Undergraduates studying Classics at Trinity are part of a long and distinguished tradition. Bentley, Porson, and Housman, the three most famous English editors of Classical texts, were members of the College. Almost every Regius Professor of Greek in recent times has become a Fellow of Trinity, and Classics has always played an important part in the College at both undergraduate and research levels.
At present the teaching staff in Classics at Trinity comprises Nicholas Denyer (Ancient Philosophy) and Neil Hopkinson (Greek and Latin literature). Richard Hunter (Regius Professor of Greek), Professor Philip Hardie (Senior Research Fellow in Latin Literature), Dr Aaron Kachuck (Classical literature) and Dr Jessica Lightfoot (Greek literature) also contribute to teaching. There are several research students who enjoy discussion and supervision of the special topics on which they are working. Having themselves graduated only recently, they are in a good position to give friendly advice.
In the first two years of the three-year course (Parts IA and IB of the Classical Tripos) teaching in Trinity takes the following pattern:
- Each week a piece of linguistic work is carried out and supervised individually. The work may be a composition in Greek or Latin prose or, in a few cases, verse; or else it will be a piece of unseen translation or a comprehension exercise. We are keen to encourage and develop linguistic skills, and regard both prose and verse composition not primarily as ends in themselves, but as means towards a greater appreciation of literary style. For this reason we hope that those who are interested will start composition from scratch.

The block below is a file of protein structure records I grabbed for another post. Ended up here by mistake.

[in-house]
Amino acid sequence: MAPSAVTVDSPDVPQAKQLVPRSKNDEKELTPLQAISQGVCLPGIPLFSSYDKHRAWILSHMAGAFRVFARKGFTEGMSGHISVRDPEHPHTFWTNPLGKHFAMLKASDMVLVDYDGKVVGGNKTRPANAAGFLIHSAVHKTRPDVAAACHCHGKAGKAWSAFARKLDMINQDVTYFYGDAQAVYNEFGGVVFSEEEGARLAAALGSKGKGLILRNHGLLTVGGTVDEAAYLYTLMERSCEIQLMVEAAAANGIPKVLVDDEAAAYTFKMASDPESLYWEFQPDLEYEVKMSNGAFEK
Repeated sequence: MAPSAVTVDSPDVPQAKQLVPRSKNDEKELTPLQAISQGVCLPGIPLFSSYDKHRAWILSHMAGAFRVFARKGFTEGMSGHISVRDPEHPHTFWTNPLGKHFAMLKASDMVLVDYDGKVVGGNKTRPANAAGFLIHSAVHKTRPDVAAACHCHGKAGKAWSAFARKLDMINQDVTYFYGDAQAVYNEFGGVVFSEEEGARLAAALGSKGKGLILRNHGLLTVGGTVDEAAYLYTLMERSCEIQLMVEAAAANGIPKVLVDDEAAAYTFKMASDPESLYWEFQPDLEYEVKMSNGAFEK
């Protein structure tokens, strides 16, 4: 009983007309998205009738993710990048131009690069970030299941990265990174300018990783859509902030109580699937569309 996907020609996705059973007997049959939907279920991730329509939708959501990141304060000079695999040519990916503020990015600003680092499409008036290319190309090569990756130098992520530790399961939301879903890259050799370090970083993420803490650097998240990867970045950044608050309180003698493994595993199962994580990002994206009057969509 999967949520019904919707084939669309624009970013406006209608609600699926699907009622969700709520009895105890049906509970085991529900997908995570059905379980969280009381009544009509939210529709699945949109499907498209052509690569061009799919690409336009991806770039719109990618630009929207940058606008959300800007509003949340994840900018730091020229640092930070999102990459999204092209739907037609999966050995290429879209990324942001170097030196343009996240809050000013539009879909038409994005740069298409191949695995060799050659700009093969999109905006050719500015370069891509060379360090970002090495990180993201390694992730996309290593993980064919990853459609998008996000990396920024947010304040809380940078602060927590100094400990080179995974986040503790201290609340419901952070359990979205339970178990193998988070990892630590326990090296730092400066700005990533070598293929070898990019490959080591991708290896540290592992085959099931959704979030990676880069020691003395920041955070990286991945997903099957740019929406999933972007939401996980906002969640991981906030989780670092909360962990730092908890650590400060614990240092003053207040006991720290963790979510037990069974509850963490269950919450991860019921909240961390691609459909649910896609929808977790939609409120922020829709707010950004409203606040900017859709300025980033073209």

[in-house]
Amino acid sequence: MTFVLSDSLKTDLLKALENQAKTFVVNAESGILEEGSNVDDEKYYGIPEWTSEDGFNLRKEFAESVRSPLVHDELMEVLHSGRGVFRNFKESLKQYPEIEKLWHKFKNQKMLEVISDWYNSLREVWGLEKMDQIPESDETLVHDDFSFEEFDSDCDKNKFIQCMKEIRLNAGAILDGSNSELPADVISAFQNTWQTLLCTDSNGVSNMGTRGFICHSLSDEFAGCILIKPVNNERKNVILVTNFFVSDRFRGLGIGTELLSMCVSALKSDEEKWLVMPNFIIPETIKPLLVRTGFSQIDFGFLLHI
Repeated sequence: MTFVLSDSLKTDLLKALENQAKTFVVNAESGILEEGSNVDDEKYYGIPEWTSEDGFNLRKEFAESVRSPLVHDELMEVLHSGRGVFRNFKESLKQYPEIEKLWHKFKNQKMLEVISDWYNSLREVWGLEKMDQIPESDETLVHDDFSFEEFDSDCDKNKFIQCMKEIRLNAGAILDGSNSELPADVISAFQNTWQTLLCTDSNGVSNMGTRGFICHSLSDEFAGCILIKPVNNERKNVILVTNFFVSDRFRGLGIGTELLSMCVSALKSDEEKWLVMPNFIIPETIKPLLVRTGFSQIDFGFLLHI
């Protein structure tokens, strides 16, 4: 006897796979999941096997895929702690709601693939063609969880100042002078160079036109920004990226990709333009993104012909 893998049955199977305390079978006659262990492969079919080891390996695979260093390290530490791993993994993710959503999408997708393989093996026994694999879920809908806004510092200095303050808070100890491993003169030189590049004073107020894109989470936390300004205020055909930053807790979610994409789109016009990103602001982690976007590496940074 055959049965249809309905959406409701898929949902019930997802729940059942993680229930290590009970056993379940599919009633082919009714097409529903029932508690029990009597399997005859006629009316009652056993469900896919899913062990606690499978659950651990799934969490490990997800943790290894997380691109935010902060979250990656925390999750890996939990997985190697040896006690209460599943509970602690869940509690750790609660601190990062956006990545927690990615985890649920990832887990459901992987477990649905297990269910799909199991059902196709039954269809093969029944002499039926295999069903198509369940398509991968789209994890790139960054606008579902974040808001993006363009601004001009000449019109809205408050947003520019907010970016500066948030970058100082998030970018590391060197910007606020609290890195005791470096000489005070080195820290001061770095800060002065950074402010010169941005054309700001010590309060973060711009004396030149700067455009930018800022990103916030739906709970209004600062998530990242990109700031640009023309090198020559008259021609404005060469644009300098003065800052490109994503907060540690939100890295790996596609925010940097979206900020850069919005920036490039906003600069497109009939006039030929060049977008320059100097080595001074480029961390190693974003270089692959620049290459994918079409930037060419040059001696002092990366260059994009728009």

- A weekly essay is written and discussed in pairs or a small group. In an eight-week term you may expect to write four such essays on topics in Greek and Latin literature, two on history, and two on philosophy; or two on art and archaeology or philology instead of history or philosophy.
In Part I, linguistic work, literature, and philosophy are dealt with by a Fellow of the College; for history, philology, and art, arrangements are made for some of our students to be supervised outside Trinity. Because of the degree of specialisation involved, teaching in the third year (Part II) tends to be less college based than in the first two years.
Trinity is fortunate in having very considerable funds and endowments for the support of Classical studies in the form of scholarships, prizes and book allowances. Undergraduates who have in mind the possibility of a career in teaching or research can approach their final exams confident that consistently good results will gain for them a Graduate Studentship from the College.
Generous grants are available for travel to Italy, Greece, and Asia Minor. Each Easter vacation a week-long reading party is held on the North Yorkshire moors or in the Lake District.
The undergraduate library has one of the fullest collections of modern Classical works in Cambridge and is more than adequate for the day-to-day needs of most students. The Wren Library has many medieval manuscripts of Greek and Latin authors, and a vast collection of early printed books on Classical subjects.
Applicants for Classics have separate interviews with two members of the College’s academic staff and are asked to send two recent examples of their written work beforehand. Conditional offers for those taking A-levels vary between A*AA and A*A*A; comparable conditions are set for those taking the IB and other school-leaving examinations. There is no quota for the subject, but we hope to admit up to ten Classicists each year. Applications for the four-year course from beginners in Greek and Latin are welcome, and a generous amount of language teaching is provided within the College.
… about Classics at Trinity: from Dr Hopkinson.
… about the Classics course in general: a prospectus is available from the Secretary, Faculty of Classics, Sidgwick Avenue, Cambridge CB3 9DA; or you can visit the Faculty website.